There are only 31 countries in the world with a higher death-from-gun-violence rate than the United States, and the demographic that is most at risk from gun violence are people under the age of 30, including children, college students and early adults. With the recent tragedies of gun violence in the Asian American and Pacific Islander (AAPI) community and in Boulder, Colorado, the urgency of this issue can hardly be overstated. Also, when taken against the historic backdrop of all the gun violence motivated by homophobia, transphobia, xenophobia and racism, the threat becomes more than a concern of student safety alone.
The federal government knows this. The Biden administration announced a six step plan to address the gun violence “epidemic” in the United States Wednesday, April 7. The plan intends to address weak gun laws (previously reported on by the Loyolan here) and to establish greater oversight through the means of community based intervention and federal reports.
Does the education system know about this, though? As the debate around gun violence has increased in the last ten years, funding of the gun industry by the education system has appropriately come under the criticism of students and teachers across the nation.
Prompted by the Sandy Hooks Shooting, CalSTRS (California State Teachers’ Retirement Fund) announced in 2013 its plan to divest from manufacturers of guns illegal in the state of California. In 2014, the board of trustees at the private institution Occidental College (a private school) made a decision not to invest in companies that manufacture military-style assault weapons. Yale University, yet another private school, made a similar decision in 2018.
However, most schools have remained silent, failing to disclose their investments. Following a shooting near UCSB's campus in 2014, students put together a petition demanding that the board of regents consider whether they are funding the opposition to common-sense gun laws. An article published by the student newspaper at Columbia University called for the board of trustees to stand in solidarity with those who have suffered from gun violence all over the nation, hoping that divestment from investment management groups like Vanguard and BlackRock would prompt Harvard and Boston University to do the same.
Looking at LMU’s financial reports, it is unclear whether LMU invests in gun manufacturers or not. The issue with investigating LMU’s investments is that students have no idea what is in the university’s $159,785,000 worth of mutual funds. As a private school, LMU does not need to disclose its investments, as many may know from following the story on Divest LMU. LMU releases yearly PRI Transparency Reports in accordance with their RI (Responsible Investing) Policy; however, many sections are unavailable for the public eye.
Cameron Addis, a junior marketing major, said that gun stocks have become more profitable recently. This may be because gun stocks often go up in the wake of mass shootings and calls for gun control, as gun owners fear that it will only become more difficult to purchase firearms. Does LMU even know where its investment dollars go? Addis also said that universities “should know what they are invested in even if it’s in a fund because at the end of the day, they are funding those companies whether it be guns, tobacco, etc.”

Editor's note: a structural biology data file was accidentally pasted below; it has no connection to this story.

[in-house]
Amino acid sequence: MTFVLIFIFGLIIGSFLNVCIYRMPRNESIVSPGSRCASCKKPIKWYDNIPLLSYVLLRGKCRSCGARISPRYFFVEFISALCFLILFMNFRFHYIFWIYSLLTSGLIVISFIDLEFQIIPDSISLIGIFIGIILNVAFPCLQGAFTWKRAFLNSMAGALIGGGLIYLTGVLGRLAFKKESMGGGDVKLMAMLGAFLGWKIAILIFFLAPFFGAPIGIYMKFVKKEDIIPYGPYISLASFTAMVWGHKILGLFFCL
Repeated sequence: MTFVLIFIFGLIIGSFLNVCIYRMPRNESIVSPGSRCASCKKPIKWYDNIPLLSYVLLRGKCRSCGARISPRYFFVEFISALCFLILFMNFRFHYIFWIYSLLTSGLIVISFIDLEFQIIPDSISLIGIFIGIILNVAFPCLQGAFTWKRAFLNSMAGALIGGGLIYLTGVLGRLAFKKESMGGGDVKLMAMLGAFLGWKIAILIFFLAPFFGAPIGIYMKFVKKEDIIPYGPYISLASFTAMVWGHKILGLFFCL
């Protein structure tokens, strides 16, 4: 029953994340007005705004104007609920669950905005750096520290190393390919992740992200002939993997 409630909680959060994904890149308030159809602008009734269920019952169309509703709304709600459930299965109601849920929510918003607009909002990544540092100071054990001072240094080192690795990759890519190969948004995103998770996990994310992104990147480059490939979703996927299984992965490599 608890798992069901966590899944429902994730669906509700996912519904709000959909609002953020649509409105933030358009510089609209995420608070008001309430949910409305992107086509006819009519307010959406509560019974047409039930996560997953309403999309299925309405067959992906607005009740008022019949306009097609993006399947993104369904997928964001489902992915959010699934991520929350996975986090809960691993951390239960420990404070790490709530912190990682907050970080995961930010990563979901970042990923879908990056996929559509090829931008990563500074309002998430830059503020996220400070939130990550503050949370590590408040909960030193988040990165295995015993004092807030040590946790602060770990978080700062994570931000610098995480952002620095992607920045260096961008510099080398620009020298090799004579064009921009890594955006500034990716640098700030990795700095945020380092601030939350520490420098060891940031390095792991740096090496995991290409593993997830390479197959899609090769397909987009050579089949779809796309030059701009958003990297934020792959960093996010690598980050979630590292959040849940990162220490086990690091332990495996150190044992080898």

However, what is accessible is LMU’s teacher retirement plan, supported by TransAmerica life insurance. According to their website, TransAmerica’s portfolio holdings include a very small percentage of Olin Corporation (a “leading U.S. manufacturer of ammunition” and chemicals) as of Feb. 28, 2021. Although CalSTRS has taken the lead in keeping their portfolio gun-free, secondary investments in ammunition or retailers is a complex conversation that will require the involvement of students, teachers, administrators and investors in the pursuit of greater transparency.
Professor Dee Filecia, LMU lecturer of political science and international relations, was kind enough to address some of the details that remain ambiguous to LMU students. Unable to speak to any particular percentages or funds, Filecia said, “I can confirm that LMU uses an investor that works with ammunition manufacturers. As an institution that promotes social justice, it is hard to imagine why the University would associate itself with an organization that enables violence. It is especially upsetting considering our current political and social conflicts. Since gun violence disproportionately targets marginalized communities, by associating with TransAmerica, LMU is giving tacit approval for egregious violence.”
The extent of LMU’s relationship with TransAmerica is unclear and offers no insight into the school's endowment, which is another fund. LMU may very well have no direct gun investments itself, but if that is the case, then LMU should release an official statement saying so, pledging to protect the lives of students and all those communities made vulnerable to gun violence. If LMU is invested in gun companies in any way, then it should divest and dissociate from other companies that profit from violence. If it is too much to ask a private school for this sort of transparency, then the privileges afforded to private universities need to be reconfigured to better promote a more just future.
This is the opinion of Kyle O’Gorman, a junior theatre and philosophy major from Santa Barbara, California. Tweet comments @LALoyolan or email firstname.lastname@example.org.